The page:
Australia’s first Astra, the TR series, was released here in August 1996 and the model achieved its highest sales year with the AH series, which attracted 34,218 buyers in 2005.
Aimed directly at VW’s Golf, both five-door hatch and Sports Tourer wagon versions of the Astra will be available, powered by the same 1.4-litre turbo-petrol and 2.0-litre turbo-diesel engines as Holden’s Cruze, as well as a 1.6-litre turbo-petrol engine.
“Astra is obviously an instantly recognisable nameplate here in Europe, but also in Australia,” said Mr Mott.
“As a Holden, we sold tens of thousands of Astras, so this represents some opportunities but also some challenges. There’s a large Astra following, strong recognition of the nameplate and even a fan website, but for most Australians Astra is equivalent to Holden. We need to tell them, and all Australians, very clearly that there is a new Opel brand.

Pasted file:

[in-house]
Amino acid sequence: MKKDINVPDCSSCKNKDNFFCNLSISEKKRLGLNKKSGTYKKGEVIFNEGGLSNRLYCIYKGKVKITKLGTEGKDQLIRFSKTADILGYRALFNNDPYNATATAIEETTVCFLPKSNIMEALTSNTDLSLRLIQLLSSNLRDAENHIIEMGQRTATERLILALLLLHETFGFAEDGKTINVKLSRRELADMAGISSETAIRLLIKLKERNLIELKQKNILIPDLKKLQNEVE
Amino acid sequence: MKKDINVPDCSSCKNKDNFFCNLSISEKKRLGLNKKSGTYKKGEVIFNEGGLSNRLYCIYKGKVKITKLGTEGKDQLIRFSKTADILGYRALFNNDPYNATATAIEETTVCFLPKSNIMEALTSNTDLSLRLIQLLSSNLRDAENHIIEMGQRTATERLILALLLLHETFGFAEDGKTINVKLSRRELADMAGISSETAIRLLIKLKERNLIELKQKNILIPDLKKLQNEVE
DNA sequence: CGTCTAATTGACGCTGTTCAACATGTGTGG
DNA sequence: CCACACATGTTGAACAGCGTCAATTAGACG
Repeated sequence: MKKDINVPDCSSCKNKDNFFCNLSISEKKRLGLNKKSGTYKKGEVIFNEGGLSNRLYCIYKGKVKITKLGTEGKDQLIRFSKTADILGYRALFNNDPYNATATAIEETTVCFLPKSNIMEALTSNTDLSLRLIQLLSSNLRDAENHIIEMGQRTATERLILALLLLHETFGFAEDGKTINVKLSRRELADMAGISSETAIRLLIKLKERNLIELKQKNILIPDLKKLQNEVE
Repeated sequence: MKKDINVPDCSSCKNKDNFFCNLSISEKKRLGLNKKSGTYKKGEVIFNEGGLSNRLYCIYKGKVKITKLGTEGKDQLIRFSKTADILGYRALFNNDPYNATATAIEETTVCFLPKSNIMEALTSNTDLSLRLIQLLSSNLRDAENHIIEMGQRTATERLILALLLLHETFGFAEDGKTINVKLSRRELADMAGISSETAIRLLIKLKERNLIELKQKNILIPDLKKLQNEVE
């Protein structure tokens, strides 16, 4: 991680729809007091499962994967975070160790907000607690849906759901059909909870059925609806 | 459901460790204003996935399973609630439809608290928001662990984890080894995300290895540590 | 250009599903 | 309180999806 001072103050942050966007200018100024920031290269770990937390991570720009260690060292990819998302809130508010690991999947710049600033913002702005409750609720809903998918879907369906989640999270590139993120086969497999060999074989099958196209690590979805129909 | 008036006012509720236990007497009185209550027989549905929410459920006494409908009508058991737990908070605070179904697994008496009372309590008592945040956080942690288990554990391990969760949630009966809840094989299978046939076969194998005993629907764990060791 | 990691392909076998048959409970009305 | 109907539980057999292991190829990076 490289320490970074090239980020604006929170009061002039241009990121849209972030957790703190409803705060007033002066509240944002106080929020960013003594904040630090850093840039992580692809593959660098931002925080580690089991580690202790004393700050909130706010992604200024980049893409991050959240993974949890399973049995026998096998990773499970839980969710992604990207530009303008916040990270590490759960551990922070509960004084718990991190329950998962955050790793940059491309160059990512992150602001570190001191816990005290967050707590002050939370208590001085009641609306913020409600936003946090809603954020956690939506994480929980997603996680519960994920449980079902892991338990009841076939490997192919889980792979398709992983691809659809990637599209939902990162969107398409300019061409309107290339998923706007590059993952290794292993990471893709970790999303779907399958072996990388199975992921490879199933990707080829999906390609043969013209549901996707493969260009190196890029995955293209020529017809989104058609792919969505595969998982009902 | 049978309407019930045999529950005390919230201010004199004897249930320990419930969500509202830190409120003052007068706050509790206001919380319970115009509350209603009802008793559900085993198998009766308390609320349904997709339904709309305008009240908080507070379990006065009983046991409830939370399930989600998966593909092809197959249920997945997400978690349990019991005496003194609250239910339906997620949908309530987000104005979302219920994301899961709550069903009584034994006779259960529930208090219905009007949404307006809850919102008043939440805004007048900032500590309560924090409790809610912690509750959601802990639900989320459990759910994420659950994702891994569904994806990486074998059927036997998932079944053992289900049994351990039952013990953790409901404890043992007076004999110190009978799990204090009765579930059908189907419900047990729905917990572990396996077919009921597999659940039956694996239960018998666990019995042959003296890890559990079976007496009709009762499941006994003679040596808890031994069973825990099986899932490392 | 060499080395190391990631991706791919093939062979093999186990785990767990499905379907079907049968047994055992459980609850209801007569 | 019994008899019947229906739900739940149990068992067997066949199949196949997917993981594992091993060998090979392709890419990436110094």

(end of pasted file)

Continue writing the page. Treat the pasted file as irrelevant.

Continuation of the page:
“We don’t need marketing spin to do that; we need to tell the truth about Astra and that is they’re great-looking, innovative German cars.
“We think Astra will be our best-selling car in Australia, as it is here in Europe. We think it will represent approximately 50 per cent of our volume and that that share will go down over time.
“Obviously the biggest and toughest competitor here will be Golf. We know that VW are chasing competitive price points, particularly at the lower end of the model range. (But) our design is much more emotional and appealing and we’re very likely to leverage that in our marketing.”
Topping the Opel Australia line-up will be the VW Passat-rivalling Insignia in sedan and Sports Tourer wagon guises, powered by turbocharged direct-injection 2.0-litre petrol and diesel engines with six-speed automatic transmissions.
Mr Mott stressed that Opel would not cannibalise sales of Holden models like the Barina, Astra and upcoming Malibu.
“Obviously we’re very excited about launching the brand in Australia, about growing our brand awareness, growing our model awareness and about increasing General Motors’ share in the Australian market.
“We believe absolutely that there’s room for two very different (GM) brands in the Australian market, much like we do here in Europe with Chevrolet and Opel. We believe that in Australia Opel and Holden together will increase General Motors’ share of the Australian automotive market.”